Without her college teammates, Erin has discovered similar value in training and racing with other like-minded folks. “It doesn’t matter if you run a 5 minute pace or 10 minute pace, if you’re out there trying to be the best you can, you’re an athlete,” she says. “I’ve joined RunGR and I’m recognizing more people at races, and being recognized myself! Some people can’t understand why anyone would get up at 7 a.m. on a Saturday to go run 20 miles, but that’s my social time. I get to spend three hours with my friends.”

    Read More
  • The Lydiard Method and Gazelle Sports Training Programs

    By Allison Land

    When it comes to training, there are a lot of different methods out there. You could follow the Galloway Method, the Daniels’ Method, the Hanson’s Method or any other training plans that are built off the aforementioned models. Every year, many runners pick a plan (or an amalgamation of plans), follow it as best they are able, and then go out and run their race. For some, it is enough to simply finish upright and uninjured. Others seek to push themselves – to chase that PR or time goal. This season, in training for the Detroit Free Press Marathon and the Metro Health Grand Rapids Marathon, all five Gazelle Sports locations tried something different. Not a new concept, but one that has helped to build many different training programs over the years. The program used? That of the legendary Arthur Lydiard – a New Zealand coach whose training method revolutionized running as we know it today.

    Both Jane Clark and Annie Dandavati, two of our Run Camp participants in Holland, completed their first Lydiard training followed by their seventh and second marathons, respectively. Despite tough weather conditions on race day and some initial reservations about training, both women found success with Lydiard.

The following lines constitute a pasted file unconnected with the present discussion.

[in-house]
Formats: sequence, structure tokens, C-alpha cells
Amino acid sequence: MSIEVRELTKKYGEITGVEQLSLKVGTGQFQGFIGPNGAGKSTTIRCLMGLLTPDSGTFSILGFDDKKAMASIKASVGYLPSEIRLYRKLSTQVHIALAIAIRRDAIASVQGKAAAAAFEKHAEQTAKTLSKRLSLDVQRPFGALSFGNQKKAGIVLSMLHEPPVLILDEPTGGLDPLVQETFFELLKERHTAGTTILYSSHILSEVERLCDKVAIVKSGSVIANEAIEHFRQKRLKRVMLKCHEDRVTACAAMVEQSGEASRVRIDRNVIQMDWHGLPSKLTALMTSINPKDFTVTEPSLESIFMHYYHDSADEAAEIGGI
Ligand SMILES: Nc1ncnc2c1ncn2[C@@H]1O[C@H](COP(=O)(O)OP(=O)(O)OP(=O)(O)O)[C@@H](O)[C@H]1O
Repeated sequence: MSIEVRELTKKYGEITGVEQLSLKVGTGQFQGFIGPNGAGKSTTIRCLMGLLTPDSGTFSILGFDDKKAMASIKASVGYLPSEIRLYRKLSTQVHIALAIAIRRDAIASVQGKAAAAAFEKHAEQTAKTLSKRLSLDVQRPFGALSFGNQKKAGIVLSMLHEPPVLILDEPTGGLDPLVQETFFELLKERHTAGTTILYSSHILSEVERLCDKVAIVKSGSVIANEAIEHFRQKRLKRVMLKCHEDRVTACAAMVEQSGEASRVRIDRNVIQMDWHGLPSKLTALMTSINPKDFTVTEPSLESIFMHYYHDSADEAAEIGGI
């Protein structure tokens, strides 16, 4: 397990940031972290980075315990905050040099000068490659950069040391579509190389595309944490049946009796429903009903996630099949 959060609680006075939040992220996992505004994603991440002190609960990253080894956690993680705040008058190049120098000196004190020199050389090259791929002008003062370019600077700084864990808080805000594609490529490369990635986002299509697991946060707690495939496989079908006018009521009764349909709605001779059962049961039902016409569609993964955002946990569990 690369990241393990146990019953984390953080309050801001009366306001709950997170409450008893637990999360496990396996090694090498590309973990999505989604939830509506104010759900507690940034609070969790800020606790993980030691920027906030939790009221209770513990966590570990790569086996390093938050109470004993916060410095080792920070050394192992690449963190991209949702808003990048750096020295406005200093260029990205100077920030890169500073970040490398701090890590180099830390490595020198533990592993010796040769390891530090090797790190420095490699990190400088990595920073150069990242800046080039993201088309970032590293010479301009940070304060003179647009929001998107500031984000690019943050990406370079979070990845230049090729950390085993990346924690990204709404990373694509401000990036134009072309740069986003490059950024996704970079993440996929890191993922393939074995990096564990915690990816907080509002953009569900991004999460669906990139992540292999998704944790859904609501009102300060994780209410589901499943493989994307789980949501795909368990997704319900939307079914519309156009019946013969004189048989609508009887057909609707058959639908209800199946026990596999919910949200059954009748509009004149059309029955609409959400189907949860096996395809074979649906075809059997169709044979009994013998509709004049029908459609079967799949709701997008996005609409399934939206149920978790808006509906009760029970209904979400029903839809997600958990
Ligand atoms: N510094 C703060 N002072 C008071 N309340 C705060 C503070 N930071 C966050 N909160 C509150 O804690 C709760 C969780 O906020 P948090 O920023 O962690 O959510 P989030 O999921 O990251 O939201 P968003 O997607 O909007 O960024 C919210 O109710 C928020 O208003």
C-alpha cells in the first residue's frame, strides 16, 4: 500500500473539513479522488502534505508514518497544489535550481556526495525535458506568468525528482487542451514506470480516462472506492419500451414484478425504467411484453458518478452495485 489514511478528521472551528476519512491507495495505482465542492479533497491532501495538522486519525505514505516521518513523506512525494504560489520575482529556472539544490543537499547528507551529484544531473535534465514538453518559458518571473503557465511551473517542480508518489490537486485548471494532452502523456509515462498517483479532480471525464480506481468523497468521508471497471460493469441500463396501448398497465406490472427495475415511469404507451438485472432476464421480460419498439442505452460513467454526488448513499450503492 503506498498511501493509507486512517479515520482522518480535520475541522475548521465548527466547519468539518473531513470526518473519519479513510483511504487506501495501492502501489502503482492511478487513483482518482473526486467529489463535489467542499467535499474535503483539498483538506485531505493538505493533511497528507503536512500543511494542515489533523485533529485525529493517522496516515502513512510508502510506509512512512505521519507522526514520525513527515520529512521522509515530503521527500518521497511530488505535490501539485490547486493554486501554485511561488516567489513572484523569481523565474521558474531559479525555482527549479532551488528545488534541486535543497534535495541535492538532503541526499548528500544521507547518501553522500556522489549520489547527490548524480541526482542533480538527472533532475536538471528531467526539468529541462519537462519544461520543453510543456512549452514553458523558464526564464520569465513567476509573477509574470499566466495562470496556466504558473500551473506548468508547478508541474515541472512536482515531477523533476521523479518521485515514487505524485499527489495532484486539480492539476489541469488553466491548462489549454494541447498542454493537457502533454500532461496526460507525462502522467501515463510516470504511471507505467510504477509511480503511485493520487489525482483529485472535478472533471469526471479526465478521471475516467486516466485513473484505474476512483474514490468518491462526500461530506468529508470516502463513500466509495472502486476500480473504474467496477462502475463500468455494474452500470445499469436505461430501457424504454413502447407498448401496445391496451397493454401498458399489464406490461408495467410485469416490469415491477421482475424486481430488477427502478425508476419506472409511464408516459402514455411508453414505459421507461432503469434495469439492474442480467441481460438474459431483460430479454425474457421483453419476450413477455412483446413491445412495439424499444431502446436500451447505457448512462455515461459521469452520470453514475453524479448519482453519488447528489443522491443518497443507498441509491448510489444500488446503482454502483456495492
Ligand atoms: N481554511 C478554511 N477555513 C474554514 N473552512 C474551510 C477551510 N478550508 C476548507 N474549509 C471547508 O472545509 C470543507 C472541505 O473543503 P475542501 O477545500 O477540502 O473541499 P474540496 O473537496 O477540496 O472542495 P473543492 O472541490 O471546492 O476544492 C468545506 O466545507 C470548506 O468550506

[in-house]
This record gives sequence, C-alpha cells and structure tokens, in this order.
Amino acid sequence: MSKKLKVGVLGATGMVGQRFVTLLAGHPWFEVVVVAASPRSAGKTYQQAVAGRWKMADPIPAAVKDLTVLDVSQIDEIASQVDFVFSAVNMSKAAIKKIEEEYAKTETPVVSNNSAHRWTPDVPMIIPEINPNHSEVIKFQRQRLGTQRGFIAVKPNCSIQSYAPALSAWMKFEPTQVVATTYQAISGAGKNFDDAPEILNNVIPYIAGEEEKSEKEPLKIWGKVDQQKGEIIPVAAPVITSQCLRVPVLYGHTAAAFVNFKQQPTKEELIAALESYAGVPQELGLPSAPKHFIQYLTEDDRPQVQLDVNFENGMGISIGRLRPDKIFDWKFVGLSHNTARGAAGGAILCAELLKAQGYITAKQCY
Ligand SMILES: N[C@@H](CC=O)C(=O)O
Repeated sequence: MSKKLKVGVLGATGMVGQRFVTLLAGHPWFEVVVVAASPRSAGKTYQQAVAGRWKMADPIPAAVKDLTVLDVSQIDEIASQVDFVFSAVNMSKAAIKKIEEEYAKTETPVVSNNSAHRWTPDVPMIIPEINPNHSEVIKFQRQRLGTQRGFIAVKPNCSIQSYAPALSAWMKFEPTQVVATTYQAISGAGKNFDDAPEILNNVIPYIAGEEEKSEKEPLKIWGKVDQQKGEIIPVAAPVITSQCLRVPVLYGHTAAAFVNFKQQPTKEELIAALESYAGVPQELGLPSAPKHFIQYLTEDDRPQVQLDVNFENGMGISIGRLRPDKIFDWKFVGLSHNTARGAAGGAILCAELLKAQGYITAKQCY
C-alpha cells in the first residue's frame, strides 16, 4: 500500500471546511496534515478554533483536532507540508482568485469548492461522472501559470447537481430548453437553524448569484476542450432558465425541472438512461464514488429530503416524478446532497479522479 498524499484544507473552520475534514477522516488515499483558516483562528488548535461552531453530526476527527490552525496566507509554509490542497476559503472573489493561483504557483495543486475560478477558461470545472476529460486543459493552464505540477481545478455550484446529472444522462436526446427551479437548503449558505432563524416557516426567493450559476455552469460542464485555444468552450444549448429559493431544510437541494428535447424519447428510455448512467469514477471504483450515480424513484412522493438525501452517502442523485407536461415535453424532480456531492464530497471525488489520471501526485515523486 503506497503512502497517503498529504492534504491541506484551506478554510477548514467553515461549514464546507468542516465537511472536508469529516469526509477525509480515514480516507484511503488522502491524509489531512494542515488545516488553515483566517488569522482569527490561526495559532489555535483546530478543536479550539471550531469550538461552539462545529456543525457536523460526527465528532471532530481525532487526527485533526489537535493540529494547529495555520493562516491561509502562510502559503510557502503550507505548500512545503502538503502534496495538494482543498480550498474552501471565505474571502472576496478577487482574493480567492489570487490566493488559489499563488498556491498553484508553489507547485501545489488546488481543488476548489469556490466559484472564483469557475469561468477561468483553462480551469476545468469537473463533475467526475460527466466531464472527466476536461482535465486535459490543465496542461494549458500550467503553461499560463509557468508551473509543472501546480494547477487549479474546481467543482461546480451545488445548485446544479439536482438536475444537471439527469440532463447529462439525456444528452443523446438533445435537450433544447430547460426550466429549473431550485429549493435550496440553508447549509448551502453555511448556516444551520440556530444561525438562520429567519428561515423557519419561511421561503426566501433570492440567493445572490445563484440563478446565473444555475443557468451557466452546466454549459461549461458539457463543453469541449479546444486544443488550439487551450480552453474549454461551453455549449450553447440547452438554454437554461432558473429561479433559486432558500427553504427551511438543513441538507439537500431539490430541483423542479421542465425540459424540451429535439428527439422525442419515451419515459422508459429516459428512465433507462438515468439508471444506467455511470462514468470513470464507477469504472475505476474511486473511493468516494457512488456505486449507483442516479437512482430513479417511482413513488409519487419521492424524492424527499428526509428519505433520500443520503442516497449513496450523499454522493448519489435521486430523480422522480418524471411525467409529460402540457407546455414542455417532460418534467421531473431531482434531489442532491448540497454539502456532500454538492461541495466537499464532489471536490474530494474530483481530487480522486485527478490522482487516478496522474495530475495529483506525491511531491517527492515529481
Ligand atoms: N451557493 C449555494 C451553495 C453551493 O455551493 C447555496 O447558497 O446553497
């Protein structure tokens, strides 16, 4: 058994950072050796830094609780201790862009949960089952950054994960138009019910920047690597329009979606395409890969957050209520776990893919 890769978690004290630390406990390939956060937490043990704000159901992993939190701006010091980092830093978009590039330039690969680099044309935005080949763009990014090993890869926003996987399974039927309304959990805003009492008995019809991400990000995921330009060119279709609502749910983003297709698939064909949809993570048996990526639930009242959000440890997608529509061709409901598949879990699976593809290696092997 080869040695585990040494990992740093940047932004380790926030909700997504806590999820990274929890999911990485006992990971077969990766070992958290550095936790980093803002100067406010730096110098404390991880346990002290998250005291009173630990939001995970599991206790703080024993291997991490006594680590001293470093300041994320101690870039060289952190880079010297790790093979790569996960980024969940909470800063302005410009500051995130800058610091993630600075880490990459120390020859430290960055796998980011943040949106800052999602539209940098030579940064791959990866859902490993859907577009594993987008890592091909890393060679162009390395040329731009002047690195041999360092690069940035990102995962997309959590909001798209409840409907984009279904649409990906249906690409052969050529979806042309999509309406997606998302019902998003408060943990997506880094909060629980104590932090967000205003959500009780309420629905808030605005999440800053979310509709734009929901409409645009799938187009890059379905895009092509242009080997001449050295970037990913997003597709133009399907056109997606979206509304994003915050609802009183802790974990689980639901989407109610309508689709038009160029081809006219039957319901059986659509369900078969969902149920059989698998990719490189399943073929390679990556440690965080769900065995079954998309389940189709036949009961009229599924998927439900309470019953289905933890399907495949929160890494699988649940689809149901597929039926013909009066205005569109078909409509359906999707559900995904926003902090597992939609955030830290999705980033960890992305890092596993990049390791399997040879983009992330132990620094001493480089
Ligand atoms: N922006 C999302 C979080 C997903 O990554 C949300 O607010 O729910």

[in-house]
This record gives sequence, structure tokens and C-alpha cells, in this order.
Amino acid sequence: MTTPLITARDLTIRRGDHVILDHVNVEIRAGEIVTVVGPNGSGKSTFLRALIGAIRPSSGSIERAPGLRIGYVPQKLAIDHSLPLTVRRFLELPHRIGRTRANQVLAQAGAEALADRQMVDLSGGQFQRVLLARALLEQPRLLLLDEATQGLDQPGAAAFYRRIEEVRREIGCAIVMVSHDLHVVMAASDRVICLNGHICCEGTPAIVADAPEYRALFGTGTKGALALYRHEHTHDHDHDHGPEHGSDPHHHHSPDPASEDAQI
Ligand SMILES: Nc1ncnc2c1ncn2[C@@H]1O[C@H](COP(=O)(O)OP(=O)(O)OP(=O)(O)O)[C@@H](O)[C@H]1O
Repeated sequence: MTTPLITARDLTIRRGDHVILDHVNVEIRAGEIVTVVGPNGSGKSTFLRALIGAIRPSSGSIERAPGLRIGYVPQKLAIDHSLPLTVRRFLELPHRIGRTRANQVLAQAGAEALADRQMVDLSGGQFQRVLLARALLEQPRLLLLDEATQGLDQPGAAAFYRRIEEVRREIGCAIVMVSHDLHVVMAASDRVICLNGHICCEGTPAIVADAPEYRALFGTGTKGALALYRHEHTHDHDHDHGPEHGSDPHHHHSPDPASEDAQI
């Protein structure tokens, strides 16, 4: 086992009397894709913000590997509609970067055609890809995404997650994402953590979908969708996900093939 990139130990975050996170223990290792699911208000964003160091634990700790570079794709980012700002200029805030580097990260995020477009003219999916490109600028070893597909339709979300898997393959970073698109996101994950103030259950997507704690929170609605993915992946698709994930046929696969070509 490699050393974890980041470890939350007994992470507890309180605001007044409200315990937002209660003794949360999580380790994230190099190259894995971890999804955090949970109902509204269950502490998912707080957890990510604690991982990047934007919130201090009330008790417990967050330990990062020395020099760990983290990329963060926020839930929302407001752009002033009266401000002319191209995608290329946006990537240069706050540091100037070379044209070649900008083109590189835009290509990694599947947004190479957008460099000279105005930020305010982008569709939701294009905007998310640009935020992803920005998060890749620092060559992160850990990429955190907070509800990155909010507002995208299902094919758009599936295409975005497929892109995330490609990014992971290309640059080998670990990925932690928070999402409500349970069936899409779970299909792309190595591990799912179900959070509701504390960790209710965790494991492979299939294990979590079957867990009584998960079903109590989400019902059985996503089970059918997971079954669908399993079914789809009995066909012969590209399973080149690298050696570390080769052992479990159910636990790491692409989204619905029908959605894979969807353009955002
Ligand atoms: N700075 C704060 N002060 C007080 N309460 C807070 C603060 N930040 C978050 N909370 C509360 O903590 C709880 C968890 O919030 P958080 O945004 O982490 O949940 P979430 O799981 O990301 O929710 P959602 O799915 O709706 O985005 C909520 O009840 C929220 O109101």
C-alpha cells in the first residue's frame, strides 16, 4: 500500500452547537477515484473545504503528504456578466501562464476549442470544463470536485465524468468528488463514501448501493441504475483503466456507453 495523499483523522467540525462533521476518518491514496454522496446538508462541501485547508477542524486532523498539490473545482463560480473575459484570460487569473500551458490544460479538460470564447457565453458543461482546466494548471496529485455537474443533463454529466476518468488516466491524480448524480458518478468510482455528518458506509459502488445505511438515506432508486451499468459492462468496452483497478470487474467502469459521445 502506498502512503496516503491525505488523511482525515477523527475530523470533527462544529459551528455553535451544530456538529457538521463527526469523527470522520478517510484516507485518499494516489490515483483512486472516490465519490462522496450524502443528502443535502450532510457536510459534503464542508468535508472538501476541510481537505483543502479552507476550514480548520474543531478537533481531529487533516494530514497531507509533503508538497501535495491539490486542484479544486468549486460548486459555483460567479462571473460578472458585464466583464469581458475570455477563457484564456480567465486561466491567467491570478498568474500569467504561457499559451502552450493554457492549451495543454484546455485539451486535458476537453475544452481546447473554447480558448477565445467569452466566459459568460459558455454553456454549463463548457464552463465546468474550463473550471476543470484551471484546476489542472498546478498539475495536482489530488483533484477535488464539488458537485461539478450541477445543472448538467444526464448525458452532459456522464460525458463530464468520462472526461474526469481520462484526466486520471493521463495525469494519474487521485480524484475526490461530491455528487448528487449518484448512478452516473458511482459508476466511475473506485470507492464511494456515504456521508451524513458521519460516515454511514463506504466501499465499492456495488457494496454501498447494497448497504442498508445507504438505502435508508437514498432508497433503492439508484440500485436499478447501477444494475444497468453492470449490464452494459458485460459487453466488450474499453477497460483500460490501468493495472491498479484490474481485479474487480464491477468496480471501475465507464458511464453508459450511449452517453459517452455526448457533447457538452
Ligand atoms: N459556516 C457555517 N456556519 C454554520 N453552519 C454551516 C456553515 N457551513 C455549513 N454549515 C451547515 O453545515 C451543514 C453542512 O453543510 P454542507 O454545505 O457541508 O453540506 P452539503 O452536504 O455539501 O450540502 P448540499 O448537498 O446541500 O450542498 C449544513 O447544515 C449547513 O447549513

Lydiard is a pyramid style training. You start with an aerobic base-building phase and work your way up through hill training, anaerobic training, integration (putting it all together) and finally race day. The program is individualized to each runner’s level and physiology.

    Annie Dandavati

    “I did the most running I’ve ever done,” Annie said. “But I never felt like my body took a beating.” One of the key elements of training is proper recovery – something many runners seem to neglect. “I’m almost 55 years old,” Jane said. “This plan was so much easier on my body. I ran last year’s marathon with plantar fasciitis, and then had to visit the orthopedic doctor afterward to be sure I didn’t have a stress fracture. I didn't set out to PR this year – I just wanted to finish happy – and if this training method could get me to the finish line without tearing my body apart, that would be enough. It did.”

    Jane Clark